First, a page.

Chometz and Prustkeit

Bais Yaakov High School (in Boro Park) lets out on Rosh Chodesh Nissan, to give all the girls time to help their mothers clean and cook for Pesach.

My main job was cleaning the dining room chairs. They were wooden upholstered chairs, with plenty of crevices for crumbs to fall into around the seat. I had to use Q-tips sprayed with Windex to get into the creases and pull out all the crumbs that had fallen in over the year, or at least render them not “ra’oy l’achilas kelev” – fit to be eaten by a dog. I would sit on the floor and work, at a pace of three or four chairs a day (there were 12 chairs).

I took frequent breaks, because my fingertips got numb after so much squeezing of Q-tip stems, and my back would hurt after so much time sitting on the floor and concentrating on removing all remnants. And on those breaks, I would read.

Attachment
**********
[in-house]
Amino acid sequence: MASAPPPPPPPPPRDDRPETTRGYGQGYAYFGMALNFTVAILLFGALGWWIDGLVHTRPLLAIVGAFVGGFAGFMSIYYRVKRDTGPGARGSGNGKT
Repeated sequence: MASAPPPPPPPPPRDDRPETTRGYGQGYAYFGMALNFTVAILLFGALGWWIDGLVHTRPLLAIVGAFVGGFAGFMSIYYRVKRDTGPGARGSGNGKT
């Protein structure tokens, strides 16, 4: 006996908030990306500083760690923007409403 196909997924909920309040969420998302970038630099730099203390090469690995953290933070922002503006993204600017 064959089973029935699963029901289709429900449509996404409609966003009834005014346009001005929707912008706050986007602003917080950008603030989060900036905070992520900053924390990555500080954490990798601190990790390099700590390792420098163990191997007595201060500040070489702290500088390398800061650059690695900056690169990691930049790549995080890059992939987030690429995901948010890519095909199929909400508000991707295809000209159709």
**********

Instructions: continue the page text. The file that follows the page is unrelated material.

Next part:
Some years, I would keep my book on the couch and when I took breaks, I’d stay in the living room and read for a bit, then slide back down to the floor and get back to work.

But when I was in eleventh grade, the book I had gotten from the library was Gone with the Wind. The cover was an image of a man bending a woman backwards over his arm. Her dress was pulled down to show some cleavage, her neck extended as she turned her head away. It looked like a bodice-ripper cover, a passionate embrace.

I couldn’t have that book cover out in plain sight.

So I hid it under my pillow, and took my breaks in my room that year.

My mother unexpectedly came into my room while I was reading at one point, and she saw the book. She didn’t mind that I read during my breaks – that was already established practice. But she objected to this book.

“Is this really how you should be preparing for yom tov?” she asked me. “With Gone with the Wind? With this schmutz? We have so many haggados with wonderful meforshim and midrashim. Read one of those. That’s much better preparation for z’man chairuseinu.”

It may have been z’man chairuseinu, the time of our redemption and freedom – but I didn’t feel free. I felt mad, because I was made to feel dirty for reading a book that gave me joy.

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